The raw wind of an early May evening was puffing in and out the curtains of the room where Naomi Holland lay dying. The air was moist and chill, but the sick woman would not have the window closed.
“I can’t get my breath if you shut everything up so tight,” she said. “Whatever comes, I ain’t going to be smothered to death, Car’line Holland.”
Outside of the window grew a cherry tree, powdered with moist buds with the promise of blossoms she would not live to see. Between its boughs she saw a crystal cup of sky over hills that were growing dim and purple. The outside air was full of sweet, wholesome springtime sounds that drifted in fitfully. There were voices and whistles in the barnyard, and now and then faint laughter. A bird alighted for a moment on a cherry bough, and twittered restlessly. Naomi knew that white mists were hovering in the silent hollows, that the maple at the gate wore a misty blossom red, and that violet stars were shining bluely on the brooklands.
The room was a small, plain one. The floor was bare, save for a couple of braided rugs, the plaster discolored, the walls dingy and glaring. There had never been much beauty in Naomi Holland’s environment, and, now that she was dying, there was even less.
At the open window a boy of about ten years was leaning out over the sill and whistling. He was tall for his age, and beautiful—the hair a rich auburn with a glistening curl in it, skin very white and warm-tinted, eyes small and of a greenish blue, with dilated pupils and long lashes. He had a weak chin, and a full, sullen mouth.
The bed was in the corner farthest from the window; on it the sick woman, in spite of the pain that was her portion continually, was lying as quiet and motionless as she had done ever since she had lain down upon it for the last time. Naomi Holland never complained; when the agony was at its worst, she shut her teeth more firmly over her bloodless lip, and her great black eyes glared at the blank wall before in a way that gave her attendants what they called “the creeps,” but no word or moan escaped her.
Between the paroxysms she kept up her keen interest in the life that went on about her. Nothing escaped her sharp, alert eyes and ears. This evening she lay spent on the crumpled pillows; she had had a bad spell in the afternoon and it had left her very weak. In the dim light her extremely long face looked corpse-like already. Her black hair lay in a heavy braid over the pillow and down the counterpane. It was all that was left of her beauty, and she took a fierce joy in it. Those long, glistening, sinuous tresses must be combed and braided every day, no matter what came.
A girl of fourteen was curled up on a chair at the head of the bed, with her head resting on the pillow. The boy at the window was her half-brother; but, between Christopher Holland and Eunice Carr, not the slightest resemblance existed.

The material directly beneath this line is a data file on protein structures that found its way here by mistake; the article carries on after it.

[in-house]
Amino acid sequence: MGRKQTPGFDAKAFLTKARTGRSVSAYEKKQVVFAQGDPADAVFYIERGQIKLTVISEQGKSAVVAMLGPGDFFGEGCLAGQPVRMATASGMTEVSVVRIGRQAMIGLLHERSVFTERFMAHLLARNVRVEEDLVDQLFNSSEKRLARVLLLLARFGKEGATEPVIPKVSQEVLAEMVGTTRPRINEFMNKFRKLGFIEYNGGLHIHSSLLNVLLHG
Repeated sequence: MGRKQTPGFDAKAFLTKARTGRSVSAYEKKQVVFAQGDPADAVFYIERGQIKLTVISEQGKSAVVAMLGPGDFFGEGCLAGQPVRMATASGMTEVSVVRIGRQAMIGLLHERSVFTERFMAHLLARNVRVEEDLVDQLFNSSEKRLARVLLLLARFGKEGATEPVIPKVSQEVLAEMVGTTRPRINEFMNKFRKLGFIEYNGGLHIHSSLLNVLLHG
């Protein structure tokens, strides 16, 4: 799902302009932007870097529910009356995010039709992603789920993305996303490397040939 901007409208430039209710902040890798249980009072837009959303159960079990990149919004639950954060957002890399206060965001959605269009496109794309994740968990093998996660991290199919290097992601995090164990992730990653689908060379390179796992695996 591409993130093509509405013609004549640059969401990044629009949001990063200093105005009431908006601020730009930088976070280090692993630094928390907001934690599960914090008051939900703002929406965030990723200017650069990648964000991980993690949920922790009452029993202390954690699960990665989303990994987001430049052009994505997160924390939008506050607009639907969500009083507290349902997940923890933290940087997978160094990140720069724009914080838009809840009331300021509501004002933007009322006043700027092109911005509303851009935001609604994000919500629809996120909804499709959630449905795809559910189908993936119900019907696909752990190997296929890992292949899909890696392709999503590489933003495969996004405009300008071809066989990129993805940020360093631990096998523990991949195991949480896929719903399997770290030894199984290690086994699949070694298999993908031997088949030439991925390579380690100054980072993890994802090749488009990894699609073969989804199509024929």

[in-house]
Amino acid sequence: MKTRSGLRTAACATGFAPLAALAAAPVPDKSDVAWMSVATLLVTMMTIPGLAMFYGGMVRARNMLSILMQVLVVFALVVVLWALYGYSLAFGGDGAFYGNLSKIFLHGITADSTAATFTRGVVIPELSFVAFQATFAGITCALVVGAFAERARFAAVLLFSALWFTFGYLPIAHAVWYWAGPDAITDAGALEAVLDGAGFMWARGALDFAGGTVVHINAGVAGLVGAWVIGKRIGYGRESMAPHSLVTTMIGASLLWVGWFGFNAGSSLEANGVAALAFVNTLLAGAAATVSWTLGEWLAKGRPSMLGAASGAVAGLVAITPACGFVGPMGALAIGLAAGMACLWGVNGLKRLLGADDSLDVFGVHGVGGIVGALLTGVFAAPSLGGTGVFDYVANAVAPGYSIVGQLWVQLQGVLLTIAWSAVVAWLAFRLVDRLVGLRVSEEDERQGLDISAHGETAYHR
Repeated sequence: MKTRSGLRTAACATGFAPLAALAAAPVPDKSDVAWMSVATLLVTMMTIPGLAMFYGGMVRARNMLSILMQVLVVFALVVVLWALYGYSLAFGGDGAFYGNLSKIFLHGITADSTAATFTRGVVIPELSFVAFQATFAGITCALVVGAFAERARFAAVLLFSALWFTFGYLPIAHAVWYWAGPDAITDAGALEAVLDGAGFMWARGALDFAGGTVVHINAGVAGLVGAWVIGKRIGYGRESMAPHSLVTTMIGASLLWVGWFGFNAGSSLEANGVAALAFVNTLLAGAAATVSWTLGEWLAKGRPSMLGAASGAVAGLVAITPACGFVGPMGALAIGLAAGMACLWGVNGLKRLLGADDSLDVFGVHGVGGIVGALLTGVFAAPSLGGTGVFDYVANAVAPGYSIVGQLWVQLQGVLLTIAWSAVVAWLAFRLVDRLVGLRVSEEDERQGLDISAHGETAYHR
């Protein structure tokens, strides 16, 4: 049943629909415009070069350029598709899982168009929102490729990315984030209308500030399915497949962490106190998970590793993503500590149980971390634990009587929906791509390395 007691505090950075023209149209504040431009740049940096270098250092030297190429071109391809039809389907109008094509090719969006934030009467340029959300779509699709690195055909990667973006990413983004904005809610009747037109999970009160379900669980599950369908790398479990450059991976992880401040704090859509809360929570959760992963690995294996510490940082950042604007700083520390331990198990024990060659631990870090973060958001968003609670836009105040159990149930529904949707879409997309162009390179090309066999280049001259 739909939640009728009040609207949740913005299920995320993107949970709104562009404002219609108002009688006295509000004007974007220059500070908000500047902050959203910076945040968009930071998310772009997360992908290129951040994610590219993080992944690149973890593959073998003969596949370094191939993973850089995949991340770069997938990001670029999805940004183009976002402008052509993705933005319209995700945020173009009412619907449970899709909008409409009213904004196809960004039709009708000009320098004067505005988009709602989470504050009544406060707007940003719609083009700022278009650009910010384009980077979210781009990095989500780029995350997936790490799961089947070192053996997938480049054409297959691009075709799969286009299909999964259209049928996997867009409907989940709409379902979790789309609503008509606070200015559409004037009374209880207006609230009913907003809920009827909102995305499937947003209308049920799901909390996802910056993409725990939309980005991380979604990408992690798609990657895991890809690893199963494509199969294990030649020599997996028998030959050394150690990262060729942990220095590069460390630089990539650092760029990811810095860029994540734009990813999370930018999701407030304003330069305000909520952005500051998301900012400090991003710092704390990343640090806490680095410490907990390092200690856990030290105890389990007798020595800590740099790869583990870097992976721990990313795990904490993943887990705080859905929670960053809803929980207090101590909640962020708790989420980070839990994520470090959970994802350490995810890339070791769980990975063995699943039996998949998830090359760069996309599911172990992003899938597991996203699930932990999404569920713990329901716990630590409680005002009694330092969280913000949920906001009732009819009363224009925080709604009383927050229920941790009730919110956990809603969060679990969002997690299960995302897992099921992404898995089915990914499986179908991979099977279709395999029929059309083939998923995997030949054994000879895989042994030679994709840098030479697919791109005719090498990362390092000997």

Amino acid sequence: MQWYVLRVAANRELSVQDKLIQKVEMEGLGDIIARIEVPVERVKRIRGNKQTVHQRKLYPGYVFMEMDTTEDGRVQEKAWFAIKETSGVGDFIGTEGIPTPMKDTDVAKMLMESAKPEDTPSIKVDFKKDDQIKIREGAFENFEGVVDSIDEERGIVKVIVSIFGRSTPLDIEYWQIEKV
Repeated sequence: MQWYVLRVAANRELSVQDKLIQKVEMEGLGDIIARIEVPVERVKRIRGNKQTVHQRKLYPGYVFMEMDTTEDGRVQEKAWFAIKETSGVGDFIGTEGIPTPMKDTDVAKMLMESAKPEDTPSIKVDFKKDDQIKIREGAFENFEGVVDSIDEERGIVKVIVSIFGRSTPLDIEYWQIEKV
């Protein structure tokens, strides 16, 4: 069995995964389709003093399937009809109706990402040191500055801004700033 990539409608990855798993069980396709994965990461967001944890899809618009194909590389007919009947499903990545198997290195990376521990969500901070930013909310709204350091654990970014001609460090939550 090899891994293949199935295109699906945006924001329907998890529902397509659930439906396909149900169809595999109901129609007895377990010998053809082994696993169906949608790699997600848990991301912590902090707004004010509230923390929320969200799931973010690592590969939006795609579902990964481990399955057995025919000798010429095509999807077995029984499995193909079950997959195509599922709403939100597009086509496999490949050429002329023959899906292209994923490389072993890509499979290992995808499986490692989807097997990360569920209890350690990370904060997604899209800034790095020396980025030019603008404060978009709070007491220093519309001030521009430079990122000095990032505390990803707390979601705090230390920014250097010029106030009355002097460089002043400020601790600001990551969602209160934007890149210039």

Presently the sibilant silence was broken by a low, half-strangled sob. The sick woman, who had been watching a white evening star through the cherry boughs, turned impatiently at the sound.
“I wish you’d get over that, Eunice,” she said sharply. “I don’t want any one crying over me until I’m dead; and then you’ll have plenty else to do, most likely. If it wasn’t for Christopher I wouldn’t be anyways unwilling to die. When one has had such a life as I’ve had, there isn’t much in death to be afraid of. Only, a body would like to go right off, and not die by inches, like this. ‘Tain’t fair!”
She snapped out the last sentence as if addressing some unseen, tyrannical presence; her voice, at least, had not weakened, but was as clear and incisive as ever. The boy at the window stopped whistling, and the girl silently wiped her eyes on her faded gingham apron.
Naomi drew her own hair over her lips, and kissed it.
“You’ll never have hair like that, Eunice,” she said. “It does seem most too pretty to bury, doesn’t it? Mind you see that it is fixed nice when I’m laid out. Comb it right up on my head and braid it there.”
A sound, such as might be wrung from a suffering animal, came from the girl, but at the same moment the door opened and a woman entered.
“Chris,” she said sharply, “you get right off for the cows, you lazy little scamp! You knew right well you had to go for them, and here you’ve been idling, and me looking high and low for you. Make haste now; it’s ridiculous late.”
The boy pulled in his head and scowled at his aunt, but he dared not disobey, and went out slowly with a sulky mutter.
His aunt subdued a movement, that might have developed into a sound box on his ears, with a rather frightened glance at the bed. Naomi Holland was spent and dying, but her temper was still a thing to hold in dread, and her sister-in-law did not choose to rouse it by slapping Christopher. To her and her co-nurse the spasms of rage, which the sick woman sometimes had, seemed to partake of the nature of devil possession. The last one, only three days before, had been provoked by Christopher’s complaint of some real or fancied ill-treatment from his aunt, and the latter had no mind to bring on another. She went over to the bed, and straightened the clothes.
“Sarah and I are going out to milk, Naomi, Eunice will stay with you. She can run for us if you feel another spell coming on.”